My response is: step away from the ledge. Then go back to this useful post by Stan Collender...my feeling is that if you're more depressed about future deficits than Stan Collender, you need to rethink things. Or, go to Brad DeLong's formula:
The three things people need to know about the deficit are:
- In the long term--after 2020--we get health care spending under control or else.
- In the medium term--between 2012 and 2020--we don't have a debt and deficit problem if congress sticks to PAYGO; we do if it doesn't.
- In the short term--between now and 2012--our problem is not that our deficit is too large but that it is too small.
So how are things going for the medium and long term? I'd have to say: pretty good. On the medium term, deficit hawks are, in fact, trying to toughen paygo; more to the point, the Democrats decided, and up to this point have stuck to, doing the health care bill without deficit financing and with relatively few phony gimmicks (delaying implementation is a gimmick to get the ten-year "cost" down, not to mask the deficit effect). On the long term, it's all about health care, and guess what? The Democrats, again, decided to pass a bill that has a fair amount of cost control ideas, rather than simply increasing coverage (which, as some liberals seem to forget sometimes, is actually the core liberal reason to do health care reform). Note, by the way, that the scary CBPP chart does not take into account any savings from health care reform.
The bad news for the deficit is all about the Republicans, who seem even less interested in deficit reduction now than they did when they were busy exploding it in the last decade -- really, the Medicare demagoguery from McCain and others during the Senate health care debate was pretty pathetic. It's pretty clear that Democrats cannot expect Republican cover for any deficit cutting any time soon, especially if Republicans remain in the minority of both Houses of Congress. On the other hand, Democrats did this before in the Clinton years without Republican help, and there are some advantages this time around: the biggest immediate move that Democrats can make is inaction, not action, on taxes, with the Bush cuts hitting their expiration dates. Remember that it only takes 50 votes and the Veep, not 60, to do deficit cutting, since it's almost always done via reconciliation. Except, of course, when it can be done through inaction, which usually takes even fewer votes.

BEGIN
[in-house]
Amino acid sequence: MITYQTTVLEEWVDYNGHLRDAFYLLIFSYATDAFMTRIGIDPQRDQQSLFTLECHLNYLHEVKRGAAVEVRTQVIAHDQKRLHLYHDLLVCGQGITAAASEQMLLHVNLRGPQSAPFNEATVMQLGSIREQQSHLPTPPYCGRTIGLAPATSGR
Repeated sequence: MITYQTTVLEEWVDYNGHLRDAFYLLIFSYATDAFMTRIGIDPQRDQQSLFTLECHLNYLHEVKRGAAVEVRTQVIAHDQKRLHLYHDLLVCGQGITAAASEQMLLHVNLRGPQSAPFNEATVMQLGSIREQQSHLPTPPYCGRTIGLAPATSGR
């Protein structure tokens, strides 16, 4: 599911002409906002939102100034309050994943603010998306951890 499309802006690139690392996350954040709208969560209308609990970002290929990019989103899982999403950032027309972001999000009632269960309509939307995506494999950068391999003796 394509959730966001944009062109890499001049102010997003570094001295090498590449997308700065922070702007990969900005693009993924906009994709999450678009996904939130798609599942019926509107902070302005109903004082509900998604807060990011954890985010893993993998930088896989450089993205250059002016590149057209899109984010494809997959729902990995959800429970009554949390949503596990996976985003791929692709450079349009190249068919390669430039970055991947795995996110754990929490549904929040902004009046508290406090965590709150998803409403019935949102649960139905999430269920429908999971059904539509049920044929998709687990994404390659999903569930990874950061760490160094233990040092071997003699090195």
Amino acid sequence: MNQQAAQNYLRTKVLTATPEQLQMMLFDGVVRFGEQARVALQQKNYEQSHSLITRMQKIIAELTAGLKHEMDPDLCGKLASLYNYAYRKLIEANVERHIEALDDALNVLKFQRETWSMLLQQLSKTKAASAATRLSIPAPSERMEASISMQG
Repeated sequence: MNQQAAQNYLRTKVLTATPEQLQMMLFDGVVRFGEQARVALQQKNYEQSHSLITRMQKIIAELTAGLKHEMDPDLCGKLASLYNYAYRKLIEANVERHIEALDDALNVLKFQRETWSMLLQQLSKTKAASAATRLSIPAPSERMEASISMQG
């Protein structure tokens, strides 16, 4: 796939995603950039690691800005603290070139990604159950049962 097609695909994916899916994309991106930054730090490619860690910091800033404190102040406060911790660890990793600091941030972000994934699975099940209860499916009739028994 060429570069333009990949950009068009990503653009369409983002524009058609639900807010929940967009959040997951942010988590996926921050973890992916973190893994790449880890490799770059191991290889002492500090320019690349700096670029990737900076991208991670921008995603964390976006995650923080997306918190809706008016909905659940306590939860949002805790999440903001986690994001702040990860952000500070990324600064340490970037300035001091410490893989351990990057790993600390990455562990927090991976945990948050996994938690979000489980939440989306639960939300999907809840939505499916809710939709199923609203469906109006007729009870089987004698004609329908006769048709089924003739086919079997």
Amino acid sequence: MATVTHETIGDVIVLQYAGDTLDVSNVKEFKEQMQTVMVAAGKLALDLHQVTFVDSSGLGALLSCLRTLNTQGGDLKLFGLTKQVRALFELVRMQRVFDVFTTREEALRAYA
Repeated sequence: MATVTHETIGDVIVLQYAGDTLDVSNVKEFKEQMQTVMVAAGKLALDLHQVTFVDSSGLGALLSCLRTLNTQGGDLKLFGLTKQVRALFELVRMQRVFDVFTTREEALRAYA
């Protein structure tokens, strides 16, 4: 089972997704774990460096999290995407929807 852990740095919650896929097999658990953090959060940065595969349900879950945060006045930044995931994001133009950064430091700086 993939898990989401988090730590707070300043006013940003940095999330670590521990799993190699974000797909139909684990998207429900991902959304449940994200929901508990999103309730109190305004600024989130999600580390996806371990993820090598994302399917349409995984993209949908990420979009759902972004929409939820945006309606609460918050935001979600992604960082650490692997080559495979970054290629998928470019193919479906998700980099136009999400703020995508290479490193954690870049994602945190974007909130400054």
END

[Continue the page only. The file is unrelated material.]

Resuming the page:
For the rest...well, I agree with those who argue that the power of expanding coverage on health care is that it will eventually force cost controls. Here's how it works. If universal coverage -- if Ted Kennedy's "a right, not a privilege" is eventually accepted as part of the American framework of government, then threats to it from higher costs will be a crisis. And Nelson Polsby's definition of a crisis was "a period where everybody believes that something must be done." Lots of things that seem improbable when there's no crisis (in the interview linked, Nelson was talking about the creation of the Department of Homeland Security) suddenly become possible when everybody believe that something must be done (although, granted, DHS wasn't exactly a smart "something"). So not only are there probably real cost savings in the bill that's about to be enacted, but the nature of the bill makes it more likely that health care costs will be tackled in the future.
In short: leave the panic button alone on this one. Scary chart, but it's not really that scary a situation.